President Donald Trump’s belated Afghanistan policy review and reformulation unveiled last month had three unique characteristics:
- While expressing “frustration” with “the longest war”, Trump pledged to “win” because American “security interests” demand it;
- The strategy went beyond Afghanistan and embodied regional security concerns, namely explicit U.S. irritation with Pakistani duplicity;
- It set new parameters in terms of American expenditure and expectations, namely that Afghans help break the current military stalemate and “take ownership of their future”. He stressed “real reform” and “real progress” within the Afghan system.
Nonetheless, the President’s speech skimpily alluded to, but did not go far enough on, two requisite accessories to the main strategic thrust: the need for revitalized American diplomacy to assure buy-in from U.S. allies and support, to the extent possible, from key international stakeholders; and assuring Afghan political legitimacy and stability, resulting in sustainable progress.
As expected, the speech received immediate knee-jerk reactions from partisan and special interest quarters. Some cynically described the policy as “recycled” and the conflict as “an endless war”, while other commentators saw merit in the candid nature of the policy recalibration. In Pakistan, Prime Minister Shahid Khaqan Abbasi said it is “unfair” to blame his country for troubles in Afghanistan. Meanwhile, Pakistani pro-Taliban groups issued a call for “jihad ” and warned that the Pakistani army would not take any action against the Haqqani network, a Taliban-affiliated outfit classified as a terrorist organization by the U.S.
In Afghanistan, however, the mood was generally welcoming and supportive. While the Taliban and former president Hamid Karzai opposed the new U.S. policy (for different reasons), the Afghan unity government praised the pronouncement and pledged to work with America on shared goals as part of the new way forward.
New military toolkit
1. Additional special forces for counter-terrorism operations, with the intent to double the number of Afghan units by 2019.
2. Close air support and reliance on targeted bombings where necessary.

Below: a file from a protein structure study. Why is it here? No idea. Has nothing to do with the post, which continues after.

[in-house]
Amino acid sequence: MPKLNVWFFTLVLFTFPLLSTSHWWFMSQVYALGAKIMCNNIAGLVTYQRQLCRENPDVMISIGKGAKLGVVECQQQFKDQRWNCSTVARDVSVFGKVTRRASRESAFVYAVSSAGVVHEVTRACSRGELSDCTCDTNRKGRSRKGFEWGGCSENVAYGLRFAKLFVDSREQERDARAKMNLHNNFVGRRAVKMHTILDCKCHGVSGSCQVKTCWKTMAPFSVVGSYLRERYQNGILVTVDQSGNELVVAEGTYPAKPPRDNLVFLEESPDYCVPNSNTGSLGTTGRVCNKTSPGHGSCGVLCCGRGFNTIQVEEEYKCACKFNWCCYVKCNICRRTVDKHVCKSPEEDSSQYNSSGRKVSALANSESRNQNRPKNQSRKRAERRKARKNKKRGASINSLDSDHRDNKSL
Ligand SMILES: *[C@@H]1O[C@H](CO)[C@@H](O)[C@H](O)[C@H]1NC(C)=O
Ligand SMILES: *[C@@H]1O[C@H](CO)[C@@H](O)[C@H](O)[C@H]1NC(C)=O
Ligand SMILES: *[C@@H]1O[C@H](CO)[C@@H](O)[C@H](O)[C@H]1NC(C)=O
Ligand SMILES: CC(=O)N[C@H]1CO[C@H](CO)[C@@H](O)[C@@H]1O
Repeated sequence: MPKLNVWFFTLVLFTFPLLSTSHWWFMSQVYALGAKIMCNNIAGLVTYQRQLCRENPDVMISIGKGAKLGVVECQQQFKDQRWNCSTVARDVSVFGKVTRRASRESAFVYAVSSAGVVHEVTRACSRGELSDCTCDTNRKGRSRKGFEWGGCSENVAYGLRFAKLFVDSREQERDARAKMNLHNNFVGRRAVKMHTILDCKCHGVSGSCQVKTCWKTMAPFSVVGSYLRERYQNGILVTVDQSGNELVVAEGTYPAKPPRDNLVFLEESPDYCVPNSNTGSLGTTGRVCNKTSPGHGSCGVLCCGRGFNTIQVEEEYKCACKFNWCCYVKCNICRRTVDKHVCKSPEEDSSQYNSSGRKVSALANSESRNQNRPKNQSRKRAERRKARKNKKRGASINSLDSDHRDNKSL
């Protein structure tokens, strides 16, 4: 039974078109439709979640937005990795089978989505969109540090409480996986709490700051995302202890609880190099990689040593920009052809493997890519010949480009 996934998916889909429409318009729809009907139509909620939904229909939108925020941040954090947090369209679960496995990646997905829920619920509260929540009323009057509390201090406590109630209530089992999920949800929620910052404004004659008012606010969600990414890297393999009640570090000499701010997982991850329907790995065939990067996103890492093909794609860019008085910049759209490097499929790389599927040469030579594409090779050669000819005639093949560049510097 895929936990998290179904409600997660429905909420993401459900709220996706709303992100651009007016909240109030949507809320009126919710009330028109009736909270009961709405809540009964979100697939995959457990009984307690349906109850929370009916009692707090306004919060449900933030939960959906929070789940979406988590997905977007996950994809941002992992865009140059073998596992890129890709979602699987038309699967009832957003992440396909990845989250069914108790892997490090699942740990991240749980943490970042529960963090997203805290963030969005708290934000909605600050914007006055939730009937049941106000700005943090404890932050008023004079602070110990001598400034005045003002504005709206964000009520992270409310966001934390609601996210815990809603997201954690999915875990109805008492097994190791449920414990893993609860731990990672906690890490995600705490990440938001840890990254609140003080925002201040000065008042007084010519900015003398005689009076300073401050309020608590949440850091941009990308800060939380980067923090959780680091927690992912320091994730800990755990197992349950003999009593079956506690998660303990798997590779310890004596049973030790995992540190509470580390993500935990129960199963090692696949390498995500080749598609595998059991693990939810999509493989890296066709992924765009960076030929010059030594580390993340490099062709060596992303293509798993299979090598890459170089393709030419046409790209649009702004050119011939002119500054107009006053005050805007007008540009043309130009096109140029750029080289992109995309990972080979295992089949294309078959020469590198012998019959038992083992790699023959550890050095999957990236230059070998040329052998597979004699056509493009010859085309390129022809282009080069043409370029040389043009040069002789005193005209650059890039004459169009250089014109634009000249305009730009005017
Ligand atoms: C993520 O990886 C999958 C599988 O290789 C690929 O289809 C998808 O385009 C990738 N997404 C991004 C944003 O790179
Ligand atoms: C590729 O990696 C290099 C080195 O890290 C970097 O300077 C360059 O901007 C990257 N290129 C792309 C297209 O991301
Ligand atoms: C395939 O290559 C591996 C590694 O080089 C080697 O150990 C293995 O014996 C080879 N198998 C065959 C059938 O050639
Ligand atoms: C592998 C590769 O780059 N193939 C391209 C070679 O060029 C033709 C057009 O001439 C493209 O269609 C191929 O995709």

3. Use of heavier ground artillery to dislodge Taliban militiamen from their hideouts.
4. Increased use of local paramilitary units (a controversial decision that has backfired in the past).
5. Embedding of U.S. advisors and coordinators within combat battalions.
Given lessons learned and past practices, however, success will also depend on such factors as Afghan leadership and force morale, equipment and weapons effectiveness, intelligence gathering and coordination, better training and oversight of police and para-military units, assuring local support of the population, avoiding civilian losses, fighting corruption and assuring professionalism in key positions, and targeting enemy finance and funding networks.
The Pakistan angle
The most important potential for game change, however, lies with Pakistan. In his speech, President Trump warned that “Pakistan has much to lose by continuing to harbor criminals and terrorists.” According to the Financial Times, Washington has not only already frozen $255 million in military aid to Islamabad but is “eyeing an escalating series of threats, which include cutting some civilian aid, conducting unilateral drone strikes on Pakistani soil, and imposing travel bans on suspect officers of the ISI, the country’s intelligence agency.”
In response, Pakistan has unleashed a diplomatic and public relations campaign to defend its position and to try to induce other key players to derail US plans. In an effort to deflect allegations of Pakistani collusion with the Taliban, Pakistan’s foreign minister has called on the Trump administration to hold talks with the Taliban. Pointing to Russia and Iran, the minister suggested “peace talks with the Taliban could be arranged if Washington works with countries in the region that have influence over the militant group.” The reaction so far in Moscow and Tehran, as well as in Beijing and Ankara, has been mixed and tentative. Trump, however, has not ruled out the possibility. “After an effective military effort, perhaps it will be possible to have a political settlement that includes elements of the Taliban.”
American diplomacy can play a critical role in support of the new US military strategy. Appointing a seasoned diplomat, with United Nations backing, to engage in shuttle diplomacy between capitals in the region could help clarify issues, dispel misunderstandings and, at some level, generate cooperation on the way forward in Afghanistan.
Equally important in implementing a successful strategy is ensuring Afghan political legitimacy and stability. The allegations of fraud which surrounded the two presidential elections in 2009 and 2014 continue to plague Afghan politics and fan mistrust among the political elite. A political accord between Ashraf Ghani and Abdullah Abdullah in 2014 paved the way for the eventual formation of the current unity government, but political cliques have stonewalled the convening of a Constitutional Loya Jirga to reform the electoral system.
President Trump has put Afghan leaders on notice: “America will work with the Afghan government as long as we see determination and progress. However, our commitment is not unlimited, and our support is not a blank check.” Recent signs of dialogue between political rivals suggest maybe his warning has not fallen on deaf ears. The kickoff to the 2018-19 electoral season is not long off.
After years of violence and bloodshed, Afghans still hold on to a ray of hope. But overall, the public has lost trust in costly and dubious initiatives that have not amounted to any tangible results on the reconciliation front, while the Taliban and their backers have used deceptive tactics mixed with terror-like measures to gain strategic advantage.